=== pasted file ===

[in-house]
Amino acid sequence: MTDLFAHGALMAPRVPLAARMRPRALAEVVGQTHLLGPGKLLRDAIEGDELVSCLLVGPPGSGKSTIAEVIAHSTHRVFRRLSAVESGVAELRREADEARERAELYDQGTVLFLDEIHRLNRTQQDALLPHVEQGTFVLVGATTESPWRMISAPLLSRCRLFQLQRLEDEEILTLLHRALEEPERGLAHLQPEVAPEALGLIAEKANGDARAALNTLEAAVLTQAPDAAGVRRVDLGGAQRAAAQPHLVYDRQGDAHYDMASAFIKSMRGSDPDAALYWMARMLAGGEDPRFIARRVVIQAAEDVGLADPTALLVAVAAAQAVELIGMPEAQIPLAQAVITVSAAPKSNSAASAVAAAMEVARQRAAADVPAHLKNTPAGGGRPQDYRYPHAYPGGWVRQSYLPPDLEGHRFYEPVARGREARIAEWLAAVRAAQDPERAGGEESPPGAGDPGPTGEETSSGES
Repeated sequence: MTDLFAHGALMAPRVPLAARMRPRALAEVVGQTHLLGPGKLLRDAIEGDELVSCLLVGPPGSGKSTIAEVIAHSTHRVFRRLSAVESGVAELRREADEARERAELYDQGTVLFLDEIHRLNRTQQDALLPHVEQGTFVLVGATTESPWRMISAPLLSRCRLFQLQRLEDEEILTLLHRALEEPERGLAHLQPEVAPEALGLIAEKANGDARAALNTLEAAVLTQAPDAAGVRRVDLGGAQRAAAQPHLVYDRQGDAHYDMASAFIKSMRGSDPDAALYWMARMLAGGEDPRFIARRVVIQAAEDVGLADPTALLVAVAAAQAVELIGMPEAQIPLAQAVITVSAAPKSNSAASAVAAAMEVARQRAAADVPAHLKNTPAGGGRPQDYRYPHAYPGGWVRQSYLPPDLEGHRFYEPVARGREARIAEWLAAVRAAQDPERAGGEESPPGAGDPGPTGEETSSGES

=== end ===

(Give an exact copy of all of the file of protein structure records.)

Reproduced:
[in-house]
Amino acid sequence: MTDLFAHGALMAPRVPLAARMRPRALAEVVGQTHLLGPGKLLRDAIEGDELVSCLLVGPPGSGKSTIAEVIAHSTHRVFRRLSAVESGVAELRREADEARERAELYDQGTVLFLDEIHRLNRTQQDALLPHVEQGTFVLVGATTESPWRMISAPLLSRCRLFQLQRLEDEEILTLLHRALEEPERGLAHLQPEVAPEALGLIAEKANGDARAALNTLEAAVLTQAPDAAGVRRVDLGGAQRAAAQPHLVYDRQGDAHYDMASAFIKSMRGSDPDAALYWMARMLAGGEDPRFIARRVVIQAAEDVGLADPTALLVAVAAAQAVELIGMPEAQIPLAQAVITVSAAPKSNSAASAVAAAMEVARQRAAADVPAHLKNTPAGGGRPQDYRYPHAYPGGWVRQSYLPPDLEGHRFYEPVARGREARIAEWLAAVRAAQDPERAGGEESPPGAGDPGPTGEETSSGES
Repeated sequence: MTDLFAHGALMAPRVPLAARMRPRALAEVVGQTHLLGPGKLLRDAIEGDELVSCLLVGPPGSGKSTIAEVIAHSTHRVFRRLSAVESGVAELRREADEARERAELYDQGTVLFLDEIHRLNRTQQDALLPHVEQGTFVLVGATTESPWRMISAPLLSRCRLFQLQRLEDEEILTLLHRALEEPERGLAHLQPEVAPEALGLIAEKANGDARAALNTLEAAVLTQAPDAAGVRRVDLGGAQRAAAQPHLVYDRQGDAHYDMASAFIKSMRGSDPDAALYWMARMLAGGEDPRFIARRVVIQAAEDVGLADPTALLVAVAAAQAVELIGMPEAQIPLAQAVITVSAAPKSNSAASAVAAAMEVARQRAAADVPAHLKNTPAGGGRPQDYRYPHAYPGGWVRQSYLPPDLEGHRFYEPVARGREARIAEWLAAVRAAQDPERAGGEESPPGAGDPGPTGEETSSGES